• In the Super Mario All-Stars version of Super Mario Bros., a Super Mushroom will drop out of the sky if you beat Bowser while small to ensure that Mario (or Luigi) is Super for the end cutscene. However, the cutscene will not reflect it if you had a Fire Flower.
  • Super Mario Odyssey mostly averts this, with cutscenes changing depending on what Mario is wearing at the moment: the only exception is the cutscene before the Robobrood fight on the Dark Side, which for some reason always shows Mario wearing the wedding suit.
  • Rather annoying in Onimusha: Warlords and its sequel: Your character uses the basic katana blade in all cutscenes presumably because it can't be leveled up and thus remains visually static... But you get a much better sword, even in its level 1 state, about ten minutes in.
  • Saints Row:
    • In Saints Row, your character mostly wields a single low level handgun in cut scenes even if you have access to dual Kobras or GDHCs. On the other hand, it's completely averted with your clothes. It really puts a whole new spin on the game when you're gangbanging in a Santa Claus outfit, chains, and sunglasses.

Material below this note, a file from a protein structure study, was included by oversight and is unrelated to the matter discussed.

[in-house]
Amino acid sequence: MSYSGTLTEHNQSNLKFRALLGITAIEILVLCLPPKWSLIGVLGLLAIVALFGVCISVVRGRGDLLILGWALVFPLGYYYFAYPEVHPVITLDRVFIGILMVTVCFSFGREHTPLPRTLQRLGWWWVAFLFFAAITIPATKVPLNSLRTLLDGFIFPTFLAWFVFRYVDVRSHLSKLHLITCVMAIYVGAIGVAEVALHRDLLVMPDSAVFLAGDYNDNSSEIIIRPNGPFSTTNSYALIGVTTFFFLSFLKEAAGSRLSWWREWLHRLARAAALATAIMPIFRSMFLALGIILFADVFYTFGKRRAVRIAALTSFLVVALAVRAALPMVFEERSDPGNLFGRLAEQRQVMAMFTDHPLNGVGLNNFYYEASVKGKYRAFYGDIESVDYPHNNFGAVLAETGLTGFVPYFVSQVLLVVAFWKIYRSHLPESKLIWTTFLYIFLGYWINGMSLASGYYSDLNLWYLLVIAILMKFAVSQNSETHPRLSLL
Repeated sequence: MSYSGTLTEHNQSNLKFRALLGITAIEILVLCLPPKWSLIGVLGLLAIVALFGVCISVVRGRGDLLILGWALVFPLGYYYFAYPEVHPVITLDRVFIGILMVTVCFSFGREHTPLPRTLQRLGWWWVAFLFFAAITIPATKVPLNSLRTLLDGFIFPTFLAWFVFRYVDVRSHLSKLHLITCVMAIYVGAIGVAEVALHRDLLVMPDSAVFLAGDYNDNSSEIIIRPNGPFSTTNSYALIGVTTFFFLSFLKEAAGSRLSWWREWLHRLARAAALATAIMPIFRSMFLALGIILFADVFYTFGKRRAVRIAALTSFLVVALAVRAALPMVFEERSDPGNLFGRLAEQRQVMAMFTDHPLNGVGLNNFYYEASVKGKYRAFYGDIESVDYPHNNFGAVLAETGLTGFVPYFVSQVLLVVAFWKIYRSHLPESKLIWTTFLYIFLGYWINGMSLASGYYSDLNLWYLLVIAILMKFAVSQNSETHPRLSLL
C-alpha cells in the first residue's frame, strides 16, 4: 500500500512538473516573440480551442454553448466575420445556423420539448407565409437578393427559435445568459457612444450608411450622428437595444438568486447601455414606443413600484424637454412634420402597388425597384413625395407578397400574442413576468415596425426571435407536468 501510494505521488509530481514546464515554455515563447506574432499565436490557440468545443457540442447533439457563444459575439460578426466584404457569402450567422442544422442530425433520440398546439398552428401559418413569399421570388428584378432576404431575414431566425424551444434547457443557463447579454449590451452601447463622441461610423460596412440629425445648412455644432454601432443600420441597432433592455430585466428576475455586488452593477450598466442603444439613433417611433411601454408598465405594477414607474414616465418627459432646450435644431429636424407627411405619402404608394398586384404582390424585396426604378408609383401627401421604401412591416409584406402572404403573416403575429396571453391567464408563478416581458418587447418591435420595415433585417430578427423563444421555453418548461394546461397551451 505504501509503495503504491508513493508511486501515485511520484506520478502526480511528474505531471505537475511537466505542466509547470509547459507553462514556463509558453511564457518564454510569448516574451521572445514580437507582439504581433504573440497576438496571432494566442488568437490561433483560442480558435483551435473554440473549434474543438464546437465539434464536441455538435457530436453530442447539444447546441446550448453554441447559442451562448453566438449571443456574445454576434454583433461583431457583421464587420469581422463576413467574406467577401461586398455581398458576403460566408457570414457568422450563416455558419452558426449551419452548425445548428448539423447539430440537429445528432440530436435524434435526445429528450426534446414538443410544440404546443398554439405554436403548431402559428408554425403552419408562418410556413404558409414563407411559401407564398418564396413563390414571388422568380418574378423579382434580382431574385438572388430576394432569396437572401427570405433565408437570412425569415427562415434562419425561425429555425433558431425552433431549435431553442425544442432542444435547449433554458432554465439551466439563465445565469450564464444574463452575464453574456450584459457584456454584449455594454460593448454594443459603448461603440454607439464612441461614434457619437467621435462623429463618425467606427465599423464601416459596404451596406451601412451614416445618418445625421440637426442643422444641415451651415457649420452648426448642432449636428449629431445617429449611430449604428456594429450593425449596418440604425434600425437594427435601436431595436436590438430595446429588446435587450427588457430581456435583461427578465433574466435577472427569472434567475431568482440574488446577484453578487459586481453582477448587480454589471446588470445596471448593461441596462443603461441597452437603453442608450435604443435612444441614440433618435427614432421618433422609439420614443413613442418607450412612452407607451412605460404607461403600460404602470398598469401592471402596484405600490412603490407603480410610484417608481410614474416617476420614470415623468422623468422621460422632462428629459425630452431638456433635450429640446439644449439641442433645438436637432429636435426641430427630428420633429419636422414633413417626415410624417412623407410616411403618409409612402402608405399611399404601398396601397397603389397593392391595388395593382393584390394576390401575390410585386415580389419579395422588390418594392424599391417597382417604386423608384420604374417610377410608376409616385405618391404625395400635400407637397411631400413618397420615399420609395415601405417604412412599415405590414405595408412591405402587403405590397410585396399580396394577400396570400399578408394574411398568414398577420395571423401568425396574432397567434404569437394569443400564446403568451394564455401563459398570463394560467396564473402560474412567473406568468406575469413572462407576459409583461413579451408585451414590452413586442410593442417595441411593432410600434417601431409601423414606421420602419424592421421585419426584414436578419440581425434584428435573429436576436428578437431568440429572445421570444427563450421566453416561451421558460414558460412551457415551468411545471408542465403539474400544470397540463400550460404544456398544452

• The loading screens for Saints Row 2 take this further, showing still scenes from the cutscenes surrounding the most recently-played mission, with a default (male) character in a wife-beater instead of the player's custom character.
    • In Saints Row: The Third, one of the Brute takedown moves has the boss pull out the .45 Shepherd regardless of what pistol you actually have equipped (although let's be honest, especially if you have the explosive rounds upgrade, it probably is the .45 Shepherd).